Movie •••• Picture •••• Sound •••• Extras ••••½
Apart from nailing the tone and look of the classic comic books (something you'd expect from a Marvel flick), Iron Man has something that most other superhero movies sorely lack: charm.
Part of this comes from Tony Stark, the man beneath the armor. Being a self-made billionaire and a genius inventor, he doesn't take anyone or anything beyond his work too seriously, which helps make for a fascinating character. And if you want an actor with enough charisma and talent to pull off such a mix of dedicated, intense-focus smarts and bad-boy rock-star flamboyance, you couldn't do better than Robert Downey, Jr. It's grand to have the old Downey back, complete with all the mercurial wildman creativity that got suppressed when he was proving himself sober and responsible. While looking every bit the handsome, confident ladykiller, he brings to the role the fun-loving, motormouth pickup-artist who wins everyone over with witty but self-deprecating humor.
Director Jon Favreau knows how to charge the 2.35:1 screen with horizontal flying forms and well-composed backgrounds, and they all look vivid on this bright and colorful Blu-ray Disc. Pattern elements in the loud-striped pajamas of villain Obadiah Stane (Jeff Bridges) are distinct and don't bleed, while the corporate suits worn by Tony's assistant, Pepper Potts (Gwyneth Paltrow), are deeply black.
At the same time, faces are well textured, and there's enough detail in the picture to see all the surfaces of Iron Man's various outfits, the rough with the smooth - although sadly, not enough detail to give them three-dimensional roundness.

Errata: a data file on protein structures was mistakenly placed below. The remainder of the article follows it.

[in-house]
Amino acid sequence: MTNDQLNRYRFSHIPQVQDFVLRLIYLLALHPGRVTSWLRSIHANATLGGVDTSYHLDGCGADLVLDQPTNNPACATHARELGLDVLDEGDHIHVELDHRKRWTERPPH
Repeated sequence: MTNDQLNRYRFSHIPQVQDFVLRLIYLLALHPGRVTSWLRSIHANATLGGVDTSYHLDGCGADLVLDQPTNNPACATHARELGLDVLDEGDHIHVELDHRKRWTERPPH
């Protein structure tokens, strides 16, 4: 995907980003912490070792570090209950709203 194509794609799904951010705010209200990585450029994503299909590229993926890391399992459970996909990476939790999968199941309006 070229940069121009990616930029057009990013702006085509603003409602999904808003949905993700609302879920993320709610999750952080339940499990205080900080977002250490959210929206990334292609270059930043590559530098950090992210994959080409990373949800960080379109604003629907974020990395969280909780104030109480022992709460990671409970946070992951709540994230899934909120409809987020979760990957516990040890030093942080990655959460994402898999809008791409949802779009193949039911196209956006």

In the well-balanced Dolby TrueHD 5.1 mix, the surround channels are always filled with accurately placed atmospherics, from desert noises and applauding crowds to bullets bouncing all around during a firefight. In fact, the whole soundtrack, including dialogue and the hard-rock score, is crisp, clear, and open, featuring some impressively roaring jets and bassy explosions.
Extras on this two-disc Ultimate Edition are excellent. In an enjoyable 50-minute documentary on the history of the Iron Man mythology, co-creator Stan Lee and various other comic-book writers and artists go into the origins and evolution of the character. Nearly 3 hours of featurettes nicely cover the production, and interactive models allow you to zoom in on and rotate around the various Iron Man suits and gadgets. You also get 25 minutes of extended and deleted scenes, all of them well worth watching, and Downey's screen tests further demonstrate the range of his talents.